Connector types for EV charging around the world
As it usually happens with every new technology, the beginnings are tough and full of competing standards. Each manufacturer uses and develops his own standards and processes. Only time can determine which one will win. It was so with the charging connectors for mobile phones, today it is so with the connectors on charging cables for electric cars. So let's have a look at all the charging connectors that we have in the world now.
General overview of the different types of connectors
The charging speed depends on three components - the charging station, which is the source of power, the charging cable and the on-board charger. In this article, we will look at an important part of every charging cable - its connector.
For simplicity, the different types of connectors can be roughly divided according to the region where they are most used. Although this is a simplified statement. AC charging stations usually do not have an integrated charging cable, so the driver carries the cable that fits his car and the problem with the types of connectors is basically eliminated. DC fast charging stations always have a cable attached because of security reasons, the amount of current, cable's price and weight. so it is necessary to select a station that has the appropriate connector.
In the following section, we offer a quick overview of the development and a description of the individual connectors.
The first electric cars, such as the General motors EV1, used an inductive connection for their charging where the current was transmitted by electromagnetic induction. However, this method of charging did not prevail because it was not efficient enough in that time. (Today, we can hear suggestions for returning back to inductive charging and Norway is by far the most progressive country in this regard.) The inefficiency created a demand for the design of a conductive connection with the elegant name of SAE J1772-2001. One of the requirements for the connector was establishing a connection with the deck and the infotainment system.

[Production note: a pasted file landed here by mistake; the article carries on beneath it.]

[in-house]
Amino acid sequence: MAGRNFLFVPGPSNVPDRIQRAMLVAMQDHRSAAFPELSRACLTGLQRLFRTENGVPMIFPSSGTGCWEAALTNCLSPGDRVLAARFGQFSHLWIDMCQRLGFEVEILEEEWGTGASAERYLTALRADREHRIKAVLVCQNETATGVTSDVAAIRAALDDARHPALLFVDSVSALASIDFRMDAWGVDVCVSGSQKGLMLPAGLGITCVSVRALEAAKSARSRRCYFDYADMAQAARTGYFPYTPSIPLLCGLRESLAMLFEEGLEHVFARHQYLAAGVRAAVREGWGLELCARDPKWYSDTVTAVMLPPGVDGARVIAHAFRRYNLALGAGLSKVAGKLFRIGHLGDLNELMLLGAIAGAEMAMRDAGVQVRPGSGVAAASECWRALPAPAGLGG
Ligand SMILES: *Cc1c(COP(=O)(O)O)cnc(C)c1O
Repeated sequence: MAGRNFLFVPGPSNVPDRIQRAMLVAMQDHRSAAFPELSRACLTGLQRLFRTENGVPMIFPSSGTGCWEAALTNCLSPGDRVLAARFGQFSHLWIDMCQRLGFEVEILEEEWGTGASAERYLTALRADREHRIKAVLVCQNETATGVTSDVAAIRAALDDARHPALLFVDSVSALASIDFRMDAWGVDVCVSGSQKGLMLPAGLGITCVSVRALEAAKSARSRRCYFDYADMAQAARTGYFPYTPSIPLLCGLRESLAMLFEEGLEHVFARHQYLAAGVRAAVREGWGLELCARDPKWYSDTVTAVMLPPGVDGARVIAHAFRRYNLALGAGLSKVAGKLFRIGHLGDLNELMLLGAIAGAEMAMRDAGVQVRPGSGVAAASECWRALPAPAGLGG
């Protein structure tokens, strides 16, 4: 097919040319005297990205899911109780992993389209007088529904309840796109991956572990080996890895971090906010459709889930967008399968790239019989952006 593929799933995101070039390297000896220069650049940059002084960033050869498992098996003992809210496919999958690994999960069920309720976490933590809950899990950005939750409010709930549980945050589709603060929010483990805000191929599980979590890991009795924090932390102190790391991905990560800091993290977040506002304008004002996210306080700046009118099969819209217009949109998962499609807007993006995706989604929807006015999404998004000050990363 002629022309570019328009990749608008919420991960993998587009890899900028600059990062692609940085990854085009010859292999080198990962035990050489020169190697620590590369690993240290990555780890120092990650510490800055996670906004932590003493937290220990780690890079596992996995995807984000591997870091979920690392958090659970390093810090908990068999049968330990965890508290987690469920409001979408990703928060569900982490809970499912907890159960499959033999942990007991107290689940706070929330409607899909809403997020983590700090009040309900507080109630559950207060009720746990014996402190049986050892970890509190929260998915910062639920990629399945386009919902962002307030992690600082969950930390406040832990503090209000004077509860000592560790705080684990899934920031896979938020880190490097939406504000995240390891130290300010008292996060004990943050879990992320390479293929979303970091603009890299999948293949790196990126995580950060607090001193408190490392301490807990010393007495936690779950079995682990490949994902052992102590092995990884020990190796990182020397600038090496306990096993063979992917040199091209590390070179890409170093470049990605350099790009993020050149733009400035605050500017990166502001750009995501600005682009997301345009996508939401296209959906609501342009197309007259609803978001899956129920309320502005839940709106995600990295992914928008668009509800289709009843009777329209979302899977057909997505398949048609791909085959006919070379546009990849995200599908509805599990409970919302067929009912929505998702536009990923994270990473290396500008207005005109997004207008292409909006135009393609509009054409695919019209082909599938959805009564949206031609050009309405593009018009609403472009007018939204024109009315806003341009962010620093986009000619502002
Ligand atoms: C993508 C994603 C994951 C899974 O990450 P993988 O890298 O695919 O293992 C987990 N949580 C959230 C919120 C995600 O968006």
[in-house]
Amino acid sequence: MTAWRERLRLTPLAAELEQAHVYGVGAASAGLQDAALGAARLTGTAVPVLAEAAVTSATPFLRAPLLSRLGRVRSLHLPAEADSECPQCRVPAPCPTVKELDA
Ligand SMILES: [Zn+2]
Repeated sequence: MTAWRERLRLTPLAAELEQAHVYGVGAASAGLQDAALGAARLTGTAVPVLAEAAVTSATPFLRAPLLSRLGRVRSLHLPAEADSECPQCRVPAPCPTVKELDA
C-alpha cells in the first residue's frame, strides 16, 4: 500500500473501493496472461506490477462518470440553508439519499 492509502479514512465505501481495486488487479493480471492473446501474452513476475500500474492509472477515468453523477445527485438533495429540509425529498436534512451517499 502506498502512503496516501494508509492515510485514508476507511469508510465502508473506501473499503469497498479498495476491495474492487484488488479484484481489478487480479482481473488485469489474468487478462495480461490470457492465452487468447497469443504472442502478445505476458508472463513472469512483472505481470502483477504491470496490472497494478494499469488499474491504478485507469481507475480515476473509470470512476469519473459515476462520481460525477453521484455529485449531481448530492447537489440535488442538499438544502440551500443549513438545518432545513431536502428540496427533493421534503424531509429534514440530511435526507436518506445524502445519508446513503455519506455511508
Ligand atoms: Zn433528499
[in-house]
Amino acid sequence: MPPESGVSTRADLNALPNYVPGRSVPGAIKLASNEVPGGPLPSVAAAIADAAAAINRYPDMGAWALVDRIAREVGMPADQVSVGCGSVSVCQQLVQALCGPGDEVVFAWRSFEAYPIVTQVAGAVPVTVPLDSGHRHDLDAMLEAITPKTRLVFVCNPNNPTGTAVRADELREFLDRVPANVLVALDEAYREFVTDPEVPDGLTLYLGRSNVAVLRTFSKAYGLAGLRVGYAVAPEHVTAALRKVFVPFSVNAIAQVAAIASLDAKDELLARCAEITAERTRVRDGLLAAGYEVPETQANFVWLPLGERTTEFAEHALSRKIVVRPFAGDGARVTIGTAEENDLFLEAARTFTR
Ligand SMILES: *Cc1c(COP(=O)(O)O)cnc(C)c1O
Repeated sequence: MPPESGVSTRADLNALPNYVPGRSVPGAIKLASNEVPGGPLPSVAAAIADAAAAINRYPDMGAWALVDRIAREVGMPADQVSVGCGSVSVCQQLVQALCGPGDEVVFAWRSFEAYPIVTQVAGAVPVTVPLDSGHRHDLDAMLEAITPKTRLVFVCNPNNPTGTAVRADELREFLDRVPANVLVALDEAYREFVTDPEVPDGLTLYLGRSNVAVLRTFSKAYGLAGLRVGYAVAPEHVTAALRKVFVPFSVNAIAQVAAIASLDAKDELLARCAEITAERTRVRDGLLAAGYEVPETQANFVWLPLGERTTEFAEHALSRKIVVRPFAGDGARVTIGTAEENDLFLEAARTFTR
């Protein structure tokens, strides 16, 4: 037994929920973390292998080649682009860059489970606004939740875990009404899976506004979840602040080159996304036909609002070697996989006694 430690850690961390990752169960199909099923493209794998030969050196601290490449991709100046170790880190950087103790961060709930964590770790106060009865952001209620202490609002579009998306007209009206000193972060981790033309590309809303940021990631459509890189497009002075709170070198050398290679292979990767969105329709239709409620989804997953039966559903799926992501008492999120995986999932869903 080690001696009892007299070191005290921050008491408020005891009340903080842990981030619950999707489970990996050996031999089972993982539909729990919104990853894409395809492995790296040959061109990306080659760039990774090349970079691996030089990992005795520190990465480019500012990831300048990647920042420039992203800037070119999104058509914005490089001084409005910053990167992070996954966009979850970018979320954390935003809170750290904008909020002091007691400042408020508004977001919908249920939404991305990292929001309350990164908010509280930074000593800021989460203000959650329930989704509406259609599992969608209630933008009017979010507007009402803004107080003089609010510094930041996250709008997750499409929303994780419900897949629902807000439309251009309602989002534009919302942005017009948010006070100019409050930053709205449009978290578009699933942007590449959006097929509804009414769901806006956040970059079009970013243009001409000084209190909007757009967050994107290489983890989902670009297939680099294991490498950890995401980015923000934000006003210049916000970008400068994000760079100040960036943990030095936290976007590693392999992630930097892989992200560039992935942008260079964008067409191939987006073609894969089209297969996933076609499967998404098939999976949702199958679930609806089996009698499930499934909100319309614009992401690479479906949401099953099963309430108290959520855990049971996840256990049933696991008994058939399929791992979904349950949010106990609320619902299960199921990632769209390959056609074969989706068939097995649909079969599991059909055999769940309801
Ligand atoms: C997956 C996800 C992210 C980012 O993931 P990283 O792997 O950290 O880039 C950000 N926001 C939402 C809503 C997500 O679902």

J1772 - Type 1
In California, a square plug named J1772 was introduced in 2001, but it was only capable of 6.6 kW, and so in 2008 Yazaki designed a new plug with a power of 19.2 kW, which since 2010 has become the standard for all American vehicles. Yazaki's design today is the new J1772, which is often called J-plug or Type 1.
Original Avcon connector compliant with specification J1772. Source: https://www.wikiwand.com/en/SAE_J177
Originally, electric cars in Europe also had this type of connector so many older or hybrid cars are still equipped with Type 1, but since it is common for al drivers of electric vehicles to carry around their own cable, there is no problem with charging at any AC station. However, now Type 1 is used mainly in America and Asia. The main disadvantage of this plug is that it allows the use of only one phase and it doesn't support a built-in automatic locking system.
Mennekes - Type 2
European cars used the Type 1 connector until major European automakers began looking for a new solution that could take advantage of all three phases. In 2003 new specifications IEC 62196 were established based on which the Type 2 "mennekes" plug was produced and it quickly became the new European standard. Thanks to the fact that both types of plugs (type 1 and 2) use the same J1772 signaling protocol for communication, car manufacturers can make vehicles in the same way and only at the very end they install the type of plug that corresponds to the market where the car will be sold. Passive adapters also exist among these types. Another important advantage of the Type 2 plug is that it supports a built-in automatic locking system.
(The Type 2 plug is called Mennekes, because it was a German company of the same name that developed a design for this plug. The term "Mennekes design" was often mentioned in the texts, and it started to be used among the general public.)
The Tesla Model S and Model X sold in Europe also have the Type 2 plug (only in a slightly modified version) which they can use for charging at any AC charging station and they also use this connector for the Tesla Supercharger network where they charge using DC.